sometimes i think about my worst week during the time i was sick. remembering it almost always makes me cry – tears of joy that life got better, tears of sadness that life got so bad.
i had just gotten out of the hospital for the second time. i had just quit my job, knowing that my recovery would take so much longer than i could ask my boss to wait. i had just finished my last stint of partial hospitalization because my insurance wouldn’t cover any more. and i had just started an abrupt medicine change.
the first night that i couldn’t sleep unnerved me, but i attributed it to stopping a medication and told myself that the next night would be better. the second night that i couldn’t sleep scared me, because i figured i would have been able to get some rest. after the third night i started to panic – my already-overpowering depression and anxiety started to snowball. i called my doctor and he told me to “push through it” and “be positive.”
after the fifth, sixth and seventh nights i felt like i was losing my mind. i was delirious with fatigue and anxiety. my day was one long nightmare with no relief, no rest. my mind raced and i ruminated, over and over and over again, about what my life had become. what is happening to me? how can i ever get better? how did it get this bad? the panic i felt was out of control – i was shaking and crying with fear all day and all night. terrified, i called my doctor and he told me to “just relax” and to double up on another medication to contain the anxiety. it didn’t work. i felt so powerless – it seemed that nobody, myself included, knew what to do to help me get stabilized.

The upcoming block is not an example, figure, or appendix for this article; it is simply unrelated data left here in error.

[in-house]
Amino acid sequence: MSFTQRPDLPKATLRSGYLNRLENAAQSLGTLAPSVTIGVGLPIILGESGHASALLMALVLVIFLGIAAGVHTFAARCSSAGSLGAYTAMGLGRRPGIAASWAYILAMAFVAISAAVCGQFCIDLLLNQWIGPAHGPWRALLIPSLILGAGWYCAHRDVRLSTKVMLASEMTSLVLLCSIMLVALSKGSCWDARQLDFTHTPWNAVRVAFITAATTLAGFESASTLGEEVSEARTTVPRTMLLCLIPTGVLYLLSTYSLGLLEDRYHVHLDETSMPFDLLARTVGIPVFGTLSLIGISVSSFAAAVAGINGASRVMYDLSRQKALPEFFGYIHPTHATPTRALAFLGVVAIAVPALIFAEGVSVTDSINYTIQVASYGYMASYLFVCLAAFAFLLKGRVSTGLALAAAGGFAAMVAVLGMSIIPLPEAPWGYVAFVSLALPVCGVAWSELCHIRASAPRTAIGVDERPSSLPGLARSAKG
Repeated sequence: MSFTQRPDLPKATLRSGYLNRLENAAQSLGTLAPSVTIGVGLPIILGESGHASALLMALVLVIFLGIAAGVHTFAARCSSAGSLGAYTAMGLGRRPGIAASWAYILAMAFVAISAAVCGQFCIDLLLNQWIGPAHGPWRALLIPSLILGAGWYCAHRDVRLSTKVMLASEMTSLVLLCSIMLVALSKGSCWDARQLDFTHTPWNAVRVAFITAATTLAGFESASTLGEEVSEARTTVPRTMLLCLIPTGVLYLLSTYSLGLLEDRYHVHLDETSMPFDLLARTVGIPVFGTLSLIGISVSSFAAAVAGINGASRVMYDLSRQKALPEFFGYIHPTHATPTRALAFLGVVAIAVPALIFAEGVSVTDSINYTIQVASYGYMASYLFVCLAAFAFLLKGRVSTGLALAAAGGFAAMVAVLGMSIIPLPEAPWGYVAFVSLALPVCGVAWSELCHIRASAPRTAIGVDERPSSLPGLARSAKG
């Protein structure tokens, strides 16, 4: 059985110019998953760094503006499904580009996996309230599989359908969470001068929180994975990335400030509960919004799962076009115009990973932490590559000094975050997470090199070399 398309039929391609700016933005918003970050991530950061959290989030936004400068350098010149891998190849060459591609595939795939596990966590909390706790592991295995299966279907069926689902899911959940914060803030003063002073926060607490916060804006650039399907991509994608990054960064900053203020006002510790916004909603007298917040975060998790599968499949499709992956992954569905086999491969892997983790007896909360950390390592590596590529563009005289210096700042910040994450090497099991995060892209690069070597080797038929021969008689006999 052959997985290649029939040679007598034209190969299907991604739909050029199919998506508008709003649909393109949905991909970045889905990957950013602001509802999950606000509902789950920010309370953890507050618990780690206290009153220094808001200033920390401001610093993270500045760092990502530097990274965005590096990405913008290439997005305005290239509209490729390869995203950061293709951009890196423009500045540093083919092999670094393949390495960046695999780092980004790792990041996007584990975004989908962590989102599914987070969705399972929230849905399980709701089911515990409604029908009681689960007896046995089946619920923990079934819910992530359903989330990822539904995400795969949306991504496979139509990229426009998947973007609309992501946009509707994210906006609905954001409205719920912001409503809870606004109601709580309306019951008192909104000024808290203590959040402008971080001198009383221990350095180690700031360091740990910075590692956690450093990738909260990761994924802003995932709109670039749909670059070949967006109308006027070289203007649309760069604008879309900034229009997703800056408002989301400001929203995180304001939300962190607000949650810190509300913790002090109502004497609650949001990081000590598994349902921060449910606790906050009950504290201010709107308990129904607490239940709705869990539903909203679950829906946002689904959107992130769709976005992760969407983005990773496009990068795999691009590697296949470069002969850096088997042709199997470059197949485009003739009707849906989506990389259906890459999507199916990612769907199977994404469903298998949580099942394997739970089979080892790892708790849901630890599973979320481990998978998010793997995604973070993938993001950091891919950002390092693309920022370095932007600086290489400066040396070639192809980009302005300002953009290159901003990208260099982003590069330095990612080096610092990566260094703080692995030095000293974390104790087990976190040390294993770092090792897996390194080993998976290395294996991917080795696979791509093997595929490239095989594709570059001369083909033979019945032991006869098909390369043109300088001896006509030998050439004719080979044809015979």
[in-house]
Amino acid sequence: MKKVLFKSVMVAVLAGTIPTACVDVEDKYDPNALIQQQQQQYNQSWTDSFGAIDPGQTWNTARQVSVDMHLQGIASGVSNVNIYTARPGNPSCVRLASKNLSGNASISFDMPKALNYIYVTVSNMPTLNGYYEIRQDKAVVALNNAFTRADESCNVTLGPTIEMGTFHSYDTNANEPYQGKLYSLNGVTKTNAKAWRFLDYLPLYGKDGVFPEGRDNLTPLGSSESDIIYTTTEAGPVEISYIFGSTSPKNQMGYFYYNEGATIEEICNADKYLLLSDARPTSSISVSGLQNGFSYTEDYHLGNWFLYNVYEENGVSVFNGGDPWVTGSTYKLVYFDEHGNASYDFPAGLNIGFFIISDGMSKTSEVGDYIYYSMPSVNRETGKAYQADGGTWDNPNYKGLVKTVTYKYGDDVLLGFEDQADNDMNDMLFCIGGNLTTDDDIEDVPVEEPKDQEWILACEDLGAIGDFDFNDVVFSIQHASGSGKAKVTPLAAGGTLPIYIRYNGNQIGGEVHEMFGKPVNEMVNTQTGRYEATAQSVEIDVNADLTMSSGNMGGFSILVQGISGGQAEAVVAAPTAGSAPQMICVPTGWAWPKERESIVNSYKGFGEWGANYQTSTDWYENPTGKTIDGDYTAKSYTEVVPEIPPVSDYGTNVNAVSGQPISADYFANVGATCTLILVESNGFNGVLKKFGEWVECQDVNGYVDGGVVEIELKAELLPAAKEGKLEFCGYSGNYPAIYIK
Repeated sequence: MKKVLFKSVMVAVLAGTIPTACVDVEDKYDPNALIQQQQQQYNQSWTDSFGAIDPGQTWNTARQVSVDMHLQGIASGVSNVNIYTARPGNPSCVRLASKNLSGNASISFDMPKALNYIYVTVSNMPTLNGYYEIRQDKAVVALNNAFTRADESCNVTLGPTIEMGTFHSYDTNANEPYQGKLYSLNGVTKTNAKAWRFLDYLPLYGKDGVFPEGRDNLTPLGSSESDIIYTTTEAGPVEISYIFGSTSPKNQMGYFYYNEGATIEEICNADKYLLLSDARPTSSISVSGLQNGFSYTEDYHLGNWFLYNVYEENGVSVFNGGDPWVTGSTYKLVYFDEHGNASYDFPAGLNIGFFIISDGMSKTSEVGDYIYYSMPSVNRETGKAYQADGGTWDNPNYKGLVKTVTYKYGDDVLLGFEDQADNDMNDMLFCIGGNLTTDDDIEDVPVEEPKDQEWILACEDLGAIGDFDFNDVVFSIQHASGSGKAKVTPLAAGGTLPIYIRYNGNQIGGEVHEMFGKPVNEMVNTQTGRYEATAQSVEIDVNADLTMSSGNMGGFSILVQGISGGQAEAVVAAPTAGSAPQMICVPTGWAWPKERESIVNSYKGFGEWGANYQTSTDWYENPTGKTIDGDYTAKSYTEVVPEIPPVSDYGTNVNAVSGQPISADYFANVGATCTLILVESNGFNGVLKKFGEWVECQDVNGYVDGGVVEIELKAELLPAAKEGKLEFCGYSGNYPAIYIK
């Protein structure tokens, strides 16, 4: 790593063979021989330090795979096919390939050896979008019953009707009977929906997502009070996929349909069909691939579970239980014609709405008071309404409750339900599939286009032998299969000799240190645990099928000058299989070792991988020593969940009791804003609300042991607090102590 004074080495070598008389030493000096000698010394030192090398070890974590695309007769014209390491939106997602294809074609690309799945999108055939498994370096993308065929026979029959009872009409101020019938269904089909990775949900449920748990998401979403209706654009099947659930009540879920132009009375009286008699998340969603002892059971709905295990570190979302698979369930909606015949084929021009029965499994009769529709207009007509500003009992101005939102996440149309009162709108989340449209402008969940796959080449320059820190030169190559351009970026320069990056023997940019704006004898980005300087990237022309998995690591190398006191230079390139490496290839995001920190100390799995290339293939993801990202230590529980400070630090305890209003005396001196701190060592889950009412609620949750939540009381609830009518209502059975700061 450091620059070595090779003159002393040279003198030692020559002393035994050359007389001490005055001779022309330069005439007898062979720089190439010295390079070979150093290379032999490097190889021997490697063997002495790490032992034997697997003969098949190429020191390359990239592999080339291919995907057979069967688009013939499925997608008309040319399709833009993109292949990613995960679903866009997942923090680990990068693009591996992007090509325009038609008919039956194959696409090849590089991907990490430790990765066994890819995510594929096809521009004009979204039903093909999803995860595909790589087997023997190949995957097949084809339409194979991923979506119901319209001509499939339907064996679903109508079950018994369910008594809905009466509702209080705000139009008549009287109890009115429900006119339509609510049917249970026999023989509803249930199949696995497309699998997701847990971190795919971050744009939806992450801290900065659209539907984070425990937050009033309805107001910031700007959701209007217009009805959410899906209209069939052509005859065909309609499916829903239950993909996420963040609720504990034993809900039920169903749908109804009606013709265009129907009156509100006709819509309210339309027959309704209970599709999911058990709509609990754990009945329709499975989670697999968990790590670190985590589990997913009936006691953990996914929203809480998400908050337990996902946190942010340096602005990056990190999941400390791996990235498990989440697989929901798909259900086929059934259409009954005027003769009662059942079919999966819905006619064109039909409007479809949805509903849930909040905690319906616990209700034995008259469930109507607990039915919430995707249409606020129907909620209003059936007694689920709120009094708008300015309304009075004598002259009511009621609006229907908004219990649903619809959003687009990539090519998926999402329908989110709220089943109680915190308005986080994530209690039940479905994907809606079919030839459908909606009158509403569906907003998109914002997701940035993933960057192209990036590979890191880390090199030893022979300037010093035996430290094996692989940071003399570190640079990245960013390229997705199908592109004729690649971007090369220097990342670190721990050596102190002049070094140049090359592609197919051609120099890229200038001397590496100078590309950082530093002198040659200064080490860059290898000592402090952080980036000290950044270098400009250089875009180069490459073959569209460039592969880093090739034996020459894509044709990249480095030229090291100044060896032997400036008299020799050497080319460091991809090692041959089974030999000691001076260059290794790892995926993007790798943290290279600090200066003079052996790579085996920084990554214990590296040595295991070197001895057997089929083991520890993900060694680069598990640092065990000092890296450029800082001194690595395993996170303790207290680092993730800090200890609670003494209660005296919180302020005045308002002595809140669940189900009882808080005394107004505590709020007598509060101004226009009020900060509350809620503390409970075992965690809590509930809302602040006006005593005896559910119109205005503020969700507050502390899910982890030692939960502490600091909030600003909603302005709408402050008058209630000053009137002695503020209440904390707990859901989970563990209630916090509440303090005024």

after the eighth, ninth, tenth, eleventh, twelfth nights i was barely hanging on. at night i would sit up in bed, my husband sleeping next to me and my dog curled up at his feet. i would stare into the pitch-black darkness, my eyes wide open, the darkness staring back at me. make it stop, i would think, make it stop. it’s too much, it’s all too much. just end it.
fighting for my life – i was truly fighting for my life.
all night long i would make mental lists of pros and cons of staying alive, and always came up with more cons than pros. i felt i was out of treatment options. i felt that medication didn’t and wouldn’t work for me. i felt that i had put my family through hell and that they would be better off without me. i felt that my life had reached its end, that my time had run its course. i felt that i couldn’t take one more second of the unrelenting mental anguish. make it stop stop stop stop stop make it stop.
but i would always come back to this truth: you can’t try again after you die. no more chances. i was so terrified that i would never feel better, but somehow that fear meant that somewhere deep inside i was still holding out hope that i actually could feel better.
so i stared down the darkness. i stared it down. i held on tight to that shred of hope and i took my chances. i tried again. and again. and again and again.
and guess what?
in time i slept again. and in more time i functioned again. i loved again. in even more time i worked again. i smiled and laughed again. and in more time i felt self worth again. i felt confidence again. i dreamed again. in time, in time i lived again.